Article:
Human beings in the same geographical area share unique identity factors that differentiate them from others. Culture is the collective identity that defines people sharing a region. Culture entails norms, beliefs, attitudes, language, artifacts, customs, traditions, politics, economy, social systems, symbols, and any other co-occurring societal factor shared by a group within an identified region. From the definition, culture and society coexist, an interdependent relationship that introduces the element of social transmission. As much as people’s culture may change over time, there are constant attributes of group identity that remain constant because they have been passed down from generation to generation. Specifically, cultural elements like language, traditions, and artifacts remain constant throughout the community. Humans emerge as culture-transmitting instruments passing down the group attributes that make them human from one generation to another.
Culture comprises non-materialistic factors that inform conceptualized ideas passed from generation to generation. The unseen elements of a culture, including norms, beliefs, and attitudes, are conceptualized as ideas by a person or the community and then transmitted from one generation to another through family interaction and social learning (Algan et al.). An aspect of cultural learning defines the norms, beliefs, and attitudes of social transmission of a group’s unseen identity: affiliate members. For instance, children born in a community learn and integrate their cultural identity through enculturation. Every family within a society plays a role in social transmission. The younger generation learns a system of ideas and symbols from the older members that give them a group identity. Thus, the non-tangible aspects of culture transmitted through families from one generation to another constitutes a group identity.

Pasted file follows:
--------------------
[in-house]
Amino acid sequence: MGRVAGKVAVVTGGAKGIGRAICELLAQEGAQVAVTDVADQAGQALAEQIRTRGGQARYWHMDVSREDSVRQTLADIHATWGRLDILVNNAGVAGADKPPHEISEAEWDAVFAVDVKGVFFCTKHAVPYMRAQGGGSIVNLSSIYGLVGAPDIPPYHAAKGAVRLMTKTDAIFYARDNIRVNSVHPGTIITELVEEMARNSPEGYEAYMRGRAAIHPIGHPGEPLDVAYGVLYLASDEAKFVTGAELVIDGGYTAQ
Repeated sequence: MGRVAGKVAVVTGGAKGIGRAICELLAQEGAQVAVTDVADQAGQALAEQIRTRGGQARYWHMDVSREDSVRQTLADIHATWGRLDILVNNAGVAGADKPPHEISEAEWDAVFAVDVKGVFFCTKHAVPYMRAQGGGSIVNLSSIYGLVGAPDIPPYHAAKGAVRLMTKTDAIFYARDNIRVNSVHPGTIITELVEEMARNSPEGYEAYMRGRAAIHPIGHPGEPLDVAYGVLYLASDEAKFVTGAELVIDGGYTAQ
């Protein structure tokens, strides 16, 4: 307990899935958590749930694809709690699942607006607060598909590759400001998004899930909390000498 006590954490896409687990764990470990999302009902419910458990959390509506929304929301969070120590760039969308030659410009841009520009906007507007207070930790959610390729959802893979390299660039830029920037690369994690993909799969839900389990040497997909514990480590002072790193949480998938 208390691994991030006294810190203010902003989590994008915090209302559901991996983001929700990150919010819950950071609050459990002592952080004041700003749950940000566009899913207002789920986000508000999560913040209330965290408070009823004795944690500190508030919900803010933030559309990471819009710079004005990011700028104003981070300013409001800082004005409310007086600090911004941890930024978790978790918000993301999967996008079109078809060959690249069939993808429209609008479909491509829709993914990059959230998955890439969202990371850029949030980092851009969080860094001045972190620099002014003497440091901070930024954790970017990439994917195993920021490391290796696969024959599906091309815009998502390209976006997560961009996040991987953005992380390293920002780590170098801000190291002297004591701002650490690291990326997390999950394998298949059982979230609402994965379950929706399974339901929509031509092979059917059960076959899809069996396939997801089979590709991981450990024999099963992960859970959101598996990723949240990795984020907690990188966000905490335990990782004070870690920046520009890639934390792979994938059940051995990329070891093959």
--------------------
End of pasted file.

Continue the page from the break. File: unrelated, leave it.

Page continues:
An aspect of materials or visibly designed objects is definitive of a culture. The material aspect of it entails the seen elements of a culture that is tangibly identifiable in society. Human beings coexist and preserve handmade objects, referred to as artifacts representing an omnipresent source of social information (Hurwitz et al.). Most communities have unique artifacts that define the individual’s norms, beliefs, attitudes, and practices. The artifacts transfer the identity of the ancient cultural identity of the community’s ancestors to the current generation. Hurwitz et al. reveal that as an instrument of social information and transmission, people interpret artifacts as elements of a person’s or community’s interests, traits, and social affiliation. For instance, archeological evidence of wall paintings in African societies, with handmade tools for cultivation, speaks about their way of life. Specifically, the tools portray farming, hunting, and gathering as definitive aspects of their culture. In that case, artifacts emerge as vital cultural elements of social transmission.
Furthermore, the performance and celebration of living archives constitute social transmission. “Societies are defined by ritualized social and cultural practices where the act of transmission of knowledge and memory to consolidate identities occur through performance” (Sabiescu 498). The living archives may take the form of folk songs and dances, storytelling, and any other operational performance that connects and transmits cultural values to people. For example, in conservative communities, children learn their cultural identity through the storytelling rituals performed by their grandparents. The narrations embody the vital identity factors that define the group. Thus, culture consists of material and non-material aspects that gives people identity. Social transmission can be artifact interpretation, cultural rituals, and traditions, or direct social learning.
Algan, Y., Malgouyres, C., Mayer, T., & Thoenig, M. “The economic incentives of cultural transmission: Spatial evidence from naming patterns across France.” The Economic Journal, vol. 132, no. 642, 2022, p. 437-470, https://doi.org/10.1093/ej/ueab058
Hurwitz, E., Brady, T, F., & Schachner, A. “Detecting social transmission in the design of artifacts via inverse planning.” The Proceedings of the Annual Meeting of the Cognitive Science Society, 2019, https://par.nsf.gov/biblio/10101000
Sabiescu, A, G. “Living archives and social transmission of memory.” Curator: The Museum Journal, vol. 63, no. 4, 2020, p. 497-510, https://doi.org/10.1111/cura.12384